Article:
Harlem, New York became the capitol of cultural activity for African-Americans. This period in American history was extremely uplifting to African-Americans as a people. Personalities and individuals connected their expressions in writings, music, and visual artworks as they related to the political, social, and economic conditions of being black in America.
Romare Bearden Collages - Grade 5. Students learned about the Harlem Renaissance of the early 1900's and viewed the work of three of it's most important artists. Taking a cue from Romare Bearden's love of music, which is a recurring theme in his art, they created these collages with cut papers and oil pastels.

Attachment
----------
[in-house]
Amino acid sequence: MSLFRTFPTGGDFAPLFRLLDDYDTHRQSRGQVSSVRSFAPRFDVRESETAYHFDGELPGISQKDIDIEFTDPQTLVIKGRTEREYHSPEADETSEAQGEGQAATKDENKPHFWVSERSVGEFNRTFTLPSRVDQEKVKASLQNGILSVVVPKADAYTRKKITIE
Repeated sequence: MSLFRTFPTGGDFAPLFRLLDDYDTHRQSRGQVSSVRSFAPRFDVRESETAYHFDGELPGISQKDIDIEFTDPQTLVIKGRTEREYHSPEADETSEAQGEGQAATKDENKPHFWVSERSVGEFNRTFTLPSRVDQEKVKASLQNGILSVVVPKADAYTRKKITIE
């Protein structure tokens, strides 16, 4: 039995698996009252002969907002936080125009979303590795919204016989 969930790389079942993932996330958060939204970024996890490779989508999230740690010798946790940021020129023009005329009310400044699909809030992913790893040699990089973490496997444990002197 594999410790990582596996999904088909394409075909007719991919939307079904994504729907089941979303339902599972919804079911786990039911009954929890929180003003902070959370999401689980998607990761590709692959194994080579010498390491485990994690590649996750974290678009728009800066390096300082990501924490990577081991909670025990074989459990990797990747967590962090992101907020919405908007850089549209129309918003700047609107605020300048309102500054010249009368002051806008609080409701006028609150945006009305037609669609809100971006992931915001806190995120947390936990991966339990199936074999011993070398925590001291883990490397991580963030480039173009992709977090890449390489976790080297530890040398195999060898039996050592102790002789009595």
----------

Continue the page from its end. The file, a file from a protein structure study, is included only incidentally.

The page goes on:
This compelling sculpture, titled 'Lift Every Voice and Sing,' was designed by Harlem Renaissance artist Augusta Savage for the 1939 World's Fair. It stood 16 feet tall. A temporary installation, it was unfortunately destroyed after the close of the fair.
Born 2/29/1892, sculptor Augusta Savage fought poverty, racism and sexism to become a prominent figure in the Harlem Renaissance. Her extraordinary talent opened many doors that led to her becoming one of the most influential black teachers of her time and a strong voice for civil rights for blacks.